What does it mean to say "I've played this or that game" is an interesting question. Not sure where to draw the line. I have zero intentions of completing full Civilization V campaigns with every faction on the roster, or completing every single scenario mode, but if someone asked if I'd "played it," me and my ~300 logged hours of Civ V are gonna say "yes."

Lastly, since this thread seems like the place to do it, I'd like to evangelize my favorite walking simulator / tourist mode game: Eidolon. It's set in a lovingly recreated, minimalist western Washington that never fails to stir me. You explore a big slice of the PNW and collect stories. The "survival" elements are extremely low-key, and fade into the background before the end of your first in-game day. It's a beautiful game and if you're familiar at all with Cascadia, I doubly recommend it - it's like playing a poem about the northwest. Seeing Mt. Rainier emerge from the fog and then navigating by it is one of the most powerful memories of gaming this Washington boy ever formed. From the sounds of things, more than a few of you in this thread would really like it.
posted by EatTheWeak at 10:06 PM on October 6 [3 favorites]


I seriously can't imagine a more tedious conversation than the above about the meaning of having to have "beaten" a game. The idea that it reflects back out beyond a singular contextual understanding, and that that is somehow a reason to not increase accessibility for game design is completely dumbfounding.
posted by codacorolla at 10:13 PM on October 6 [4 favorites]


[of course when I say "Quen" I mean "Aard" bcs when it comes to remembering spell names outside of a game, I have neglected to git gud]
posted by EatTheWeak at 10:36 PM on October 6


The idea that it reflects back out beyond a singular contextual understanding, and that that is somehow a reason to not increase accessibility for game design is completely dumbfounding.

Literally nobody has said that in this thread.
posted by Dysk at 1:45 AM on October 7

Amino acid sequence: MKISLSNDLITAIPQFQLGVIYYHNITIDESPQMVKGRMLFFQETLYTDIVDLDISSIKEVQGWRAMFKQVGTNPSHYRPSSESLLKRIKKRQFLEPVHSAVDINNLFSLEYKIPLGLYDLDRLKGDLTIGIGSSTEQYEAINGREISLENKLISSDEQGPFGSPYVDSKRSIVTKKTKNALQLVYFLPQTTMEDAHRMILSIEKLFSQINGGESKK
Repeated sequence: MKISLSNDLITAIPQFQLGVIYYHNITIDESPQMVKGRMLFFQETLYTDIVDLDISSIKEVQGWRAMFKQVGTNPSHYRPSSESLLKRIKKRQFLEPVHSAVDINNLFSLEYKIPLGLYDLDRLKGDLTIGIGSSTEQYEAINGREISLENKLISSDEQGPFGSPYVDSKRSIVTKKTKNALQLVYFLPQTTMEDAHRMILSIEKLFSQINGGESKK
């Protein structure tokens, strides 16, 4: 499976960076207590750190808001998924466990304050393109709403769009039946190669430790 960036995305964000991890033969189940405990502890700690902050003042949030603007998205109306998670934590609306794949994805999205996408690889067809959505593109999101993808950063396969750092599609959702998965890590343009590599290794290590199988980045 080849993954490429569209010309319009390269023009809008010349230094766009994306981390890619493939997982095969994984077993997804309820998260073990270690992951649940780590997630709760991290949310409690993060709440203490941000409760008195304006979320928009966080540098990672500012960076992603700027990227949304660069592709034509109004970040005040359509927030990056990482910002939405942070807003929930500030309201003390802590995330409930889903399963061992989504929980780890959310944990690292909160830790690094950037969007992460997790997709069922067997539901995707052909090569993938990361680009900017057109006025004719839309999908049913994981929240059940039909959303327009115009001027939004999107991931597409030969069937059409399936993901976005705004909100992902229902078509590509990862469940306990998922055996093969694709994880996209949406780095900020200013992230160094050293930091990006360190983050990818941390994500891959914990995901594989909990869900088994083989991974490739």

Oh, then I guess I imagined the huge concern-filled digression into fears that "tourist mode" would pollute the language and corrupt the understanding of what people mean when they say they've played a game. I guess half this whole fucking thread was just something I made up in my head.
posted by tobascodagama at 9:25 AM on October 7 [1 favorite]


Yes. That is precisely what would be assumed. I doubt Undertale would be likely to come up, but "played to an ending at least once" is the general interpretation with games that have multiple paths or endings.

You are unfamiliar with the Meatbomb m.o.

1. Start game, learn where initial items and fights are, maybe take one or two forks in questlines.
2. Start again, making different / better choices. At some point make a mistake. This could be completing a mission that is not in line with the current character build / backstory, or just something as stupid as placing a lamp somewhere wrong and being unable to change it back.
3. Repeat (2) half a dozen times.
4. Install a few mods. repeat (2) a few more times, more mods each time.
5. Break game or reach computer's limits due to too many mods. Reinstall, start over.
6. Existential crises - I have been doing this stupid thing full time for 2 weeks, what is the meaning of life?!?
posted by Meatbomb at 9:41 AM on October 7 [3 favorites]


I have heard plenty of people say, "You haven't really played the game because you didn't finish it."

I have never heard anyone reply to, "Have you played that game?" with "No, I haven't played it; I only got 3/4 of the way through but then I hit the firepit boss and couldn't get past it."
posted by ErisLordFreedom at 11:55 AM on October 7 [2 favorites]